Xingchen (Doris) Lu was born in Japan but spent most of her childhood in China. Lu felt it was it was almost impossible for her to become a designer. “I didn’t know how to dress myself up until I turned 18,” she said. “My mother is who changed me and made me love fashion through teaching me and helping me dress up. Because of her, I fell in love with pleats and layers.” 

In her end of year graduate collection, Lu designed five looks inspired by Gozen Tomoe’s achievement. “It shows the power of oneself to break stereotypes and discover his or her true strengths. The aim of my collection is to help customers realise such power,” she added. “Specifically, I hope my collection can inspire wearers to gain the strength and confidence they need to defeat adversity and direct their own lives.” 

In ancient Japan, women were often perceived to be powerless, and warfare was a mostly male affair. This was why Gozen Tomoe left such a legend behind her. Unlike almost any other women at her time, Tomoe was an onna-bugeisha, a consummate female warrior. She entered the Genpei war as a leading commander, and her bravery and strength in battle earned her the title of ‘a warrior worth a thousand’. Gozen Tomoe’s achievement showed the power of one to break stereotypes and discover his or her true strengths. 

“In my collection, I have included many elements of the traditional samurai pants, Hakama. This is seen in the dramatically wide legs, the unique way of dressing and mainly the seven pleats. The seven pleats are divided into five on the front and two on the back of the Hakama.” The five pleats on the front represent courage, humanity, justice, courtesy, and sincerity. The two on the back represent loyalty and honour.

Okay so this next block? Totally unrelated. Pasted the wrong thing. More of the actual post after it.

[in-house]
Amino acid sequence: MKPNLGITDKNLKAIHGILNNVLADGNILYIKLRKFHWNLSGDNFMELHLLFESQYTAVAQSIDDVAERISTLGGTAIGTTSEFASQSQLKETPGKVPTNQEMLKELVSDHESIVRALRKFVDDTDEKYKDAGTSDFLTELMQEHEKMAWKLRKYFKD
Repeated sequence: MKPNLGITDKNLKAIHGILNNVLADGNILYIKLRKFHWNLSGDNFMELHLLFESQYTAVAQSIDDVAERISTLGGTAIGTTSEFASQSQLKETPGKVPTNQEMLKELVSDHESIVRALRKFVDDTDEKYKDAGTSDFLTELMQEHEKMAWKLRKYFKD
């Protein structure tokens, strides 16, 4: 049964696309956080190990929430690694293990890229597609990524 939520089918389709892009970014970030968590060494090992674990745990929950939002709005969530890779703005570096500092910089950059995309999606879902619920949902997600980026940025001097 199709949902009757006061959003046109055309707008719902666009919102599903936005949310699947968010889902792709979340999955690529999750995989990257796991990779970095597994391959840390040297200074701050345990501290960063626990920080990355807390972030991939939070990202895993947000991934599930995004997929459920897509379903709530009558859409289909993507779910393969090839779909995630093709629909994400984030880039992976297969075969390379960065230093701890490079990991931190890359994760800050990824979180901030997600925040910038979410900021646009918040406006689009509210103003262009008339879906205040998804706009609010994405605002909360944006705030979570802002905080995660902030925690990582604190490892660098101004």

Since Lu was little, she had always been interested in exploring two countries’ cultures. In learning the history, Lu was shocked when she realised that while two cultures had many differences, they both had certain levels of gender discrimination against women. Hoping to make a change, she became aspired to not only fight for gender equality but also combat all sorts of prejudice. “This collection is a part of my battle, and I hope it can help people gain confidence and believe in their power to overcome adversities, just like Gozen Tomoe.”

Walking into the fashion industry Lu explained that her biggest challenge is to create a new brand in today’s fashion climate. “Customers are always after something new and unique.” Lu interviewed someone working in the Chinese fashion industry who mentioned that in China, the industry is running very fast. “It is very hard to survive if you do not renew the designs.” The other challenge is brand sensitivity. “The brand’s name has a huge impact on retailing. One of the designers mentioned that nowadays consumers are buying for brand names rather than clothes.”

Lu’s influences from both her Japanese and Chinese backgrounds give her a huge advantage when it comes to designing.